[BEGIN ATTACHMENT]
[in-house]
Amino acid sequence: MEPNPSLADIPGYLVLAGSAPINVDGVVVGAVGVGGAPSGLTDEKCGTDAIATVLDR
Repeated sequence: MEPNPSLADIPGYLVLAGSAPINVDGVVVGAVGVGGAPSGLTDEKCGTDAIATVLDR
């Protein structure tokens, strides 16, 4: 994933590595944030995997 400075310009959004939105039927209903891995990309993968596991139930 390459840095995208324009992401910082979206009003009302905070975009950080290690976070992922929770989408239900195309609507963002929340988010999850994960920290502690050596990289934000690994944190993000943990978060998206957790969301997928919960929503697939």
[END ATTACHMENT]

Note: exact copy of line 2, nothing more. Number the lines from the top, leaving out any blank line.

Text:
Amino acid sequence: MEPNPSLADIPGYLVLAGSAPINVDGVVVGAVGVGGAPSGLTDEKCGTDAIATVLDR